Rewinding Solenoid Coils

Have you ever came across a great deal on a DC relay for your project and it turned out to be not such a good deal because the coil was the wrong voltage?

I have had good success rewinding coils for, "new in the box", Albright contactors that I purchased for less than 10% of their usual cost because they had 24, 36/48, 60 or 72 Volt coils. I've also rewound a few of those small military antenna relays.. you know, the 28 Volt ones. I "approximated" the wire size on those because they were very intermittant duty and cheap to replace.. hi hi.

Here is the information that you may have been looking for. . . how to rewind the coil for a voltage that fits your needs. Or simply how to turn an undesireable coil into a desireable one.

Solenoid strength, (power), is calculated simply by the current through the coil times the number of turns, or known as Ampere-Turns.
To change the voltage of the coil the diameter of the wire must change in order to change the resistance and have the power remain the same.

The first deep dark secret to rewinding a coil is this, "the power remains relatively constant for any size wire that fills the same space on the coil form."

That means that we only need to know the power of the existing coil in order to have it remain close to the same after rewinding for a different voltage.
Get out the VOM and measure the coil resistance.

Now we have the Voltage and the Resistance of the coil and it only takes a simple calculation to find the power.
To find the Power simply square the Voltage and divide by the Resistance. IE: for a 24V coil with 158 Ohms of resistance... 24V*24V/158 Ohms=3.6W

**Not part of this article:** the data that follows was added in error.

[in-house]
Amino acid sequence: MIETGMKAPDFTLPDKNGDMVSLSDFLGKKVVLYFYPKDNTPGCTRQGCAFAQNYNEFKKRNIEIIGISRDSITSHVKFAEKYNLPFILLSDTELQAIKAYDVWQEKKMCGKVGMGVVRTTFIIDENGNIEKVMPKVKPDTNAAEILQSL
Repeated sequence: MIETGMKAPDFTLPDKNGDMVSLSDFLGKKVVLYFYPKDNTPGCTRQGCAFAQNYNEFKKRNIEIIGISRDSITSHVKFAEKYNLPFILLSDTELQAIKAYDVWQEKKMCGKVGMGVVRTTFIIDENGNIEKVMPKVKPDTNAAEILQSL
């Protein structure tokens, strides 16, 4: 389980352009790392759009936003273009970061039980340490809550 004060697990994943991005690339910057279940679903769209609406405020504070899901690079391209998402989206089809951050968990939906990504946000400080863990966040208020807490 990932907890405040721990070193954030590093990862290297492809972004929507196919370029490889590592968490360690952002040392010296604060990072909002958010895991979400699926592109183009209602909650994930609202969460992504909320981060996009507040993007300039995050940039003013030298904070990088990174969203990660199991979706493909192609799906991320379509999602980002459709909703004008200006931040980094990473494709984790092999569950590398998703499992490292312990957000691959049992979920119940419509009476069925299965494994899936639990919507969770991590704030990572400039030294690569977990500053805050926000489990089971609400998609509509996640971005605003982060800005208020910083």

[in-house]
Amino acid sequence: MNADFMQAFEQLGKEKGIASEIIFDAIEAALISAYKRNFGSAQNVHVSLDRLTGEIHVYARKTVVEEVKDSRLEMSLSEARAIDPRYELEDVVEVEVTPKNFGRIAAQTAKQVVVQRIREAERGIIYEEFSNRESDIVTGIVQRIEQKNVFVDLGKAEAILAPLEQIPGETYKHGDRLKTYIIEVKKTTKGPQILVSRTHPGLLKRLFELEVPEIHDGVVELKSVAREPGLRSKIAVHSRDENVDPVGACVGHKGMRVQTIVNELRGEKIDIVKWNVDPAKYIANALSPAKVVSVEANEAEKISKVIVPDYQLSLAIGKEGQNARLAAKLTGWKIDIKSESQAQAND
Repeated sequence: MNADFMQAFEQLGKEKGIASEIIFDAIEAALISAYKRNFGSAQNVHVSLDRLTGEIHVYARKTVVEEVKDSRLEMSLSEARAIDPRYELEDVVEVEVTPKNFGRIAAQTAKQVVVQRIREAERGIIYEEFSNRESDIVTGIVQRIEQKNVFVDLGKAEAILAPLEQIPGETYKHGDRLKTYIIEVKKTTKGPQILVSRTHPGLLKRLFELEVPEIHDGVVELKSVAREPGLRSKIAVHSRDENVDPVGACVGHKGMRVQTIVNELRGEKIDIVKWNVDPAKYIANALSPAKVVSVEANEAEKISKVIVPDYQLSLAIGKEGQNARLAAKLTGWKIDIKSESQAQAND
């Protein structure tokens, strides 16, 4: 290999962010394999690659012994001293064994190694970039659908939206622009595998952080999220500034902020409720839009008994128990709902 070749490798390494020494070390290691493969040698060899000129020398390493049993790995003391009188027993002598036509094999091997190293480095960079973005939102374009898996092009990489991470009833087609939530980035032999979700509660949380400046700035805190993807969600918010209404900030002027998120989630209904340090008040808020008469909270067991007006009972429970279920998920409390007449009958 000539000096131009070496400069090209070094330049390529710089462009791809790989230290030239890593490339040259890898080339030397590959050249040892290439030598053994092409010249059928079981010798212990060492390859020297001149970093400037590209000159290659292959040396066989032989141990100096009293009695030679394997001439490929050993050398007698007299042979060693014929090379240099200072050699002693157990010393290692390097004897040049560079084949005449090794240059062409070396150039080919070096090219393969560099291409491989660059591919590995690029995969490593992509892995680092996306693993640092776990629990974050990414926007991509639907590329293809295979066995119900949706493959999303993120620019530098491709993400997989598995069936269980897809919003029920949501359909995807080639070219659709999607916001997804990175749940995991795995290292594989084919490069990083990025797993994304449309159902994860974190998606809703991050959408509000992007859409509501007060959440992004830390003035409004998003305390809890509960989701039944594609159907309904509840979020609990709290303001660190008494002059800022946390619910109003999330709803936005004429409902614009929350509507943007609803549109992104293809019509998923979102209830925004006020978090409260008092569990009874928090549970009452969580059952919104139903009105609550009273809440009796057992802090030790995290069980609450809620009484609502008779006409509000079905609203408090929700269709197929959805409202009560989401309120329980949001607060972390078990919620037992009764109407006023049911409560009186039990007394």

To find the required Resistance needed for the "new" coil simply square the Voltage and divide by the Power of the old coil. Let us assume we want to rewind it for 12 volts. IE: 12V*12V/3.6W=40 Ohms. That means that our new coil needs to have about the same amount of wire and have a resistance of 40 Ohms.

Now, measure the diameter of the wire. And remember that it may have a couple of thousandths of coating.

For the existing coil we now know the voltage, diameter of the wire, the power and the resistance. This, along with an AWG, (American Wire Guage), chart will give us all we need to know about the coil.

I like the chart that I found here:

The AWG wire chart will allow us to calculate the length of the existing coil of wire and calculate the area of that coil of wire. . . But wait! . . what about those of us who are always looking for an easier way to do things?
Well it just so happens there is. Which brings up the second secret to rewinding solenoid coils. . ."The weight of copper magnet wire remains fairly constant for the area of the coil form"
That means no slide rules or calculus is involved, only simple math. You don't even need a pencil.. well.. maybe to write down a few things while you use the charts. Simply weigh the coil, then use the chart to find a size wire that weighs just as much at the desired resistance. You can double check it by using the resistance for the length of wire. It should be within about 5% of the resistance by weight. It may not be exact because your existing coil may be wound with a wire size that is not AWG, it may be British Imperial Standard (S.W.G), Washburn & Moen or Birmingham - Stubs, but if made in the USA, it will more than likely be AWG. The resistance per lb is really "close enough" no matter what the manufacturer labels the wire size.

Remember we aren't building a space shuttle, we're just rewinding a solenoid coil to operate at a desirable voltage while still maintaining very close to the level of power that it had at our undesirable voltage.